Types of Uveitis


While uveitis mainly affects the uvea, it can start or spread to other areas of the eye, eventually leading to blindness. There are several types of uveitis. The most often diagnosed versions include:

  • Anterior uveitis: Also called iritis, this type of inflammation in the eye impacts the front parts of the uvea, especially the iris and the ciliary body. This is the most common form of uveitis in young and middle-aged adults. This condition is most often characterized by pain, light sensitivity, and blurry vision.
  • Intermediate uveitis: Sometimes also called cyclitis, this form of the condition affects the vitreous humor, which is the clear gel-like structure in the center of the eye. It is also common in young adults. The most common symptoms of this type of uveitis include floaters and blurry vision.
  • Posterior uveitis: Also called choroiditis or retinitis, this is the least common form of uveitis, and it primarily affects the back of the eye. Symptoms most common to posterior uveitis include decreased or lost vision along with floaters.
  • Panuveitis: Also called diffuse uveitis, this form of inflammation harms the eye as a whole, not just the uvea.
  • Drug-induced uveitis: Some prescription medications may cause inflammation, which increases the risk of uveitis. Topical formulas, periocular or intraocular injections, and medications that affect the whole body may trigger an inflammation response. If you have prescription medications and are concerned about this side effect, ask your doctor about the risk.

Aside from the areas of the eye that are inflamed, uveitis is also classified based on duration.

  • Acute uveitis: This is short-term uveitis, which may last a few weeks or even a few months, but eventually clears up. While it may clear up on its own, it is best to be diagnosed by an eye doctor and get treatment to help acute uveitis clear up without damaging internal structures in the eye.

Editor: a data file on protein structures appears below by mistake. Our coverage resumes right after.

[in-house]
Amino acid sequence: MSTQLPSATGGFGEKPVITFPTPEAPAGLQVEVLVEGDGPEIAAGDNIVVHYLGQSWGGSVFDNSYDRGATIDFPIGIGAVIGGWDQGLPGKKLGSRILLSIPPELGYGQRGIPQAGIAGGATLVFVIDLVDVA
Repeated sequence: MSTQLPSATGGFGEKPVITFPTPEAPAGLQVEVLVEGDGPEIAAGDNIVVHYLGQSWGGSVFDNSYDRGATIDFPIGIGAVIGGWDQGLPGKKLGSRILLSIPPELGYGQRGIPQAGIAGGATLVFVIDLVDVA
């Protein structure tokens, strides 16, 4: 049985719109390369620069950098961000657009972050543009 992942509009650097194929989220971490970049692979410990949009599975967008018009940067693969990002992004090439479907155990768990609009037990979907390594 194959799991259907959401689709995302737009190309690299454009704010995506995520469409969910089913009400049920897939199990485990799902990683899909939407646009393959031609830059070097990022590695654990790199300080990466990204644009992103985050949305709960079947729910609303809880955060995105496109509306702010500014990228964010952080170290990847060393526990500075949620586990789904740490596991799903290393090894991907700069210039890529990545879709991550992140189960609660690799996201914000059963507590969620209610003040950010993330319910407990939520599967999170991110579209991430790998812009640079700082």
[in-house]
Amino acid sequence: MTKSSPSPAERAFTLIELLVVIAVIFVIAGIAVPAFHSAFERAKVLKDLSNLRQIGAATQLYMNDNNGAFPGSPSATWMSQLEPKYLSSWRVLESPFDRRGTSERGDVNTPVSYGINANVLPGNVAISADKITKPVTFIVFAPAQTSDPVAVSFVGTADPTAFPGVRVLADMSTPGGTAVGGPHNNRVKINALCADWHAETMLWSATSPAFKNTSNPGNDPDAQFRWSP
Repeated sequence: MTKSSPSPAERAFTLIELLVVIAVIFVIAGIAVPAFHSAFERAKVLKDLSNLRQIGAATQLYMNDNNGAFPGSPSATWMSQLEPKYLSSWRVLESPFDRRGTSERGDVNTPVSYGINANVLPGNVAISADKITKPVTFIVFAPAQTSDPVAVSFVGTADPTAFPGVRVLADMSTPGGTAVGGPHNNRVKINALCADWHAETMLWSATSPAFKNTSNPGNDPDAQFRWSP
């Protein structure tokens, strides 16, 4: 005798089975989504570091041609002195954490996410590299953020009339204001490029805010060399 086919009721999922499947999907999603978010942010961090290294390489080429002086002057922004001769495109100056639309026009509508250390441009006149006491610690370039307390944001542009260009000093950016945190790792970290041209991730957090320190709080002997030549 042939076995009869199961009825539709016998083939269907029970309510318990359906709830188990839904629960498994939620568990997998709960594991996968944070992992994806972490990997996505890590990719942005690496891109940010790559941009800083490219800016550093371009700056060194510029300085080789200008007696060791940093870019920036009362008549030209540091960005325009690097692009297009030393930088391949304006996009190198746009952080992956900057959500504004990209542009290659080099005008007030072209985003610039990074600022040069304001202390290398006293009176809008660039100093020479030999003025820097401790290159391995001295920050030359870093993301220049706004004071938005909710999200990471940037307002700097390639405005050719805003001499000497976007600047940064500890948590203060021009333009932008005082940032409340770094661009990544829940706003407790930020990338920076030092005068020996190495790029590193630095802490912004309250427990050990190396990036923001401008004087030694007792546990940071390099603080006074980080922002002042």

• Chronic uveitis: This lasts for several months to years, and it may recur frequently or never truly clear up.

Causes and Symptoms of Uveitis

woman experiencing eye burn

The primary cause of uveitis is inflammation in the eye, and it leads to various symptoms.

  • Blurry vision
  • Floaters, or dark spots floating in the vision
  • Eye pain
  • Redness in the eye
  • Photophobia, or sensitivity to light
  • Flashing lights in the vision
  • Tearing or watering eyes
  • Narrowing of the pupils to manage light

Inflammation has several potential causes. It is usually the body’s response to infections, tissue damage, toxins, or irritants. Swelling, redness, and warmth destroy the tissues targeted by white blood cells, and for the most part, the body’s response is important and effective. However, some conditions associated with the immune response can be harmful, and uveitis is an unfortunate side effect.